Nearly three dozen young astronomers from across the United States competed for the Astronomical League's National Young Astronomer Award. The top seven finalists were identified, and their award applications were submitted to our panel of national judges, all noted astronomers. The judges were Dr. Frank Bash, Director of the McDonald Observatory, Dr. David Hans Hough, professor at Trinity University, Dr. John Kielkopf, professor at University of Louisville, David Levy, noted astronomer, author, and comet discoverer, and Dr. Robert Stencel, professor at the University of Denver. Here are the results for 1998:
Left: 1998 National Young Astronomer Award winner Mary A. Dombrowski receives her award plack from Astronomical League President Barry Beaman. The presentation occurred at the Astronomical League's Fifty-First Annual Convention at French Lick Springs, Indiana.
First Place: Mary A. Dombrowski.
Our first place winner is Mary A. Dombrowski, a junior at Glastonbury High School in Glastonbury, Connecticut. She will be flown to the Astronomical League's 51st annual convention at French Lick Resort, Indiana this July. Mary will receive a $3,500 Meade 10-inch LX-200 telescope made possible by the generous support of Meade Instruments, Inc. In addition, she will receive a lifetime pass to the McDonald Observatory, compliments of the University of Texas.
Mary is an award winning member of the American Association of Variable Star Observers, and she continues to alert the astronomical community of rare outbursts of several cataclysmic variables. In one of her many astronomical research projects, she studied IP Pegasi, a cataclysmic variable star. By analyzing the light curves, she explained evidence of a companion star which eclipsed IP Peg during the outbursts.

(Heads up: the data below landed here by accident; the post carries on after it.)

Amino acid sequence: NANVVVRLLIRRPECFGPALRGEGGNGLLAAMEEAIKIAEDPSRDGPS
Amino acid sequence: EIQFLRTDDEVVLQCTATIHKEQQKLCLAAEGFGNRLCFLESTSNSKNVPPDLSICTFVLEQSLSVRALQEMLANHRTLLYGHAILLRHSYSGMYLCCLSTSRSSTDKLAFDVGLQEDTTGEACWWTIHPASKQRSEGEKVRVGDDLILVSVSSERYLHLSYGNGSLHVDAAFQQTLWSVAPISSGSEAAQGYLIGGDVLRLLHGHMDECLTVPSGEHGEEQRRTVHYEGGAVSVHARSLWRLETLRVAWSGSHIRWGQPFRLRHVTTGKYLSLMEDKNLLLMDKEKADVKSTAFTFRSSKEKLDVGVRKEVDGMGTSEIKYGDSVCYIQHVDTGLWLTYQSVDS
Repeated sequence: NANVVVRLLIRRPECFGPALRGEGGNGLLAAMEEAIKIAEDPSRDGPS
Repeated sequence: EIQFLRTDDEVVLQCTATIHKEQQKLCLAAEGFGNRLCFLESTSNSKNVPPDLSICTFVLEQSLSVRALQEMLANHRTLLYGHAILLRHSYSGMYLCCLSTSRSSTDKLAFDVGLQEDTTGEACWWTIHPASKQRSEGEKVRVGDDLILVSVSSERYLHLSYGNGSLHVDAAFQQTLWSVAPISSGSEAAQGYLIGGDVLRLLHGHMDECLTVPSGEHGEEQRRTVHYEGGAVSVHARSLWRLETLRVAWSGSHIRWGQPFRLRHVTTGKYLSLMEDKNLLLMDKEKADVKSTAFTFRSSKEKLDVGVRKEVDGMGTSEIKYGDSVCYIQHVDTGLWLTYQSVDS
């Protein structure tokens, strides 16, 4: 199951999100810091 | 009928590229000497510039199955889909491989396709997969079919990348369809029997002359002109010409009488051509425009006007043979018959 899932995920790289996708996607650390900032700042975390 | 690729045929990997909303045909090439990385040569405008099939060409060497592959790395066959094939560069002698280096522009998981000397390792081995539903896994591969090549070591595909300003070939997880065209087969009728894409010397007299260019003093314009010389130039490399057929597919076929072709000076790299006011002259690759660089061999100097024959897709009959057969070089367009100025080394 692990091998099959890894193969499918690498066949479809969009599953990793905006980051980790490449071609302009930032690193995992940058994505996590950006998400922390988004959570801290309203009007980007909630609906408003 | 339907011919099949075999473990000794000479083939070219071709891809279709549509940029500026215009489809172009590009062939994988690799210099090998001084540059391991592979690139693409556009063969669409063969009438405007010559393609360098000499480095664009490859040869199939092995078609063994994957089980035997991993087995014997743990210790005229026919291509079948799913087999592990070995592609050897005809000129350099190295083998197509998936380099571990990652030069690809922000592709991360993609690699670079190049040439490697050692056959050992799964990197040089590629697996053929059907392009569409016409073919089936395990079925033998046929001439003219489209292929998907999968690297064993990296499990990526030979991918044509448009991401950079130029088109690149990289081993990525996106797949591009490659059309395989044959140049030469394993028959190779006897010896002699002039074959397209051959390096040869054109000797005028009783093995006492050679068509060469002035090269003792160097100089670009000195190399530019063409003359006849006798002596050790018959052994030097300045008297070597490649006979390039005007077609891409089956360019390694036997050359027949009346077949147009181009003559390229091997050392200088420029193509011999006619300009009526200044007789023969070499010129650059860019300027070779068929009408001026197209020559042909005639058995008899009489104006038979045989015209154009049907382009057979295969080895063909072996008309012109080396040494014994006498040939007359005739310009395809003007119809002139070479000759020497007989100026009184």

Her project, Measuring Stellar Variability by Visual Photometry, won second place in physical science at the Connecticut State Science fair. As a high school freshman, she was selected to represent her state at the 1996 ISEF. At the International Science and Engineering fair, she won an award from the American Astronomical Society for her outstanding project. Mary has published technical papers and won awards for her hands-on presentations at astronomical conferences.
Mary's most recent science fair project is titled, The Cepheid Connection: Measuring Cosmic Distances. The Boston Science Museum has asked Mary for copies of her research results to be used to construct a display on variable stars at the museum. In a project that Mary finds most "wonderful and rewarding", she is now an astronomy mentor for a young lady in eighth grade in Pennsylvania.
Second Place: Joshua R. Neubert.
Joshua R. Neubert, a junior at Northern Garrett High School in Accident, Maryland, took second place honors. Joshua was our second youngest applicant, and took first place for all the states of the Mid-East Region of the League. As the NYAA runner-up, Joshua will receive a lifetime pass to the McDonald Observatory.
Joshua's astronomical research project was titled Determining Asteroid Orbital Elements. He completed his work in the 1997 Summer Science Program which was sponsored by the California Institute of Technology, UCLA, Pomona College, Harvey Mudd College, and NASA. In his project, Joshua used a 7-inch UCLA telescope to take photographic plates of the asteroid 2 Pallas. Using reference stars on the plates, he then calculated right ascension and declination for the asteroid on several different dates. Then he wrote a Pascal computer program to convert the measurements to the orbital elements. In the final analysis, his orbital elements were very close to those independently calculated by the International Astronomical Union. This clearly demonstrated that his computer program and measurements were right on target.
During the summer of 1996, he was selected to attend the University of Arizona's astronomy camp, and he conducted research with the Mount Lemmon Observatory 40-inch reflector. Joshua has attended numerous regional star parties and is a member of the Western Maryland Astronomy Club. He observes with two telescopes, a 60 mm refractor and an 11-inch SCT.
Joshua has a long list of other impressive awards, and he has maintained consistent honor roll grades. He won first place in his county for the University of Maryland's High School mathematics competition. His mathematics project won high honors in the regional science fair. In other activities, Joshua has played on his high school's soccer, basketball, and track team. In scholastic competition, he was selected for his school's Academic and Science Bowl teams.
Third Place: Alyson Barrows Dougherty.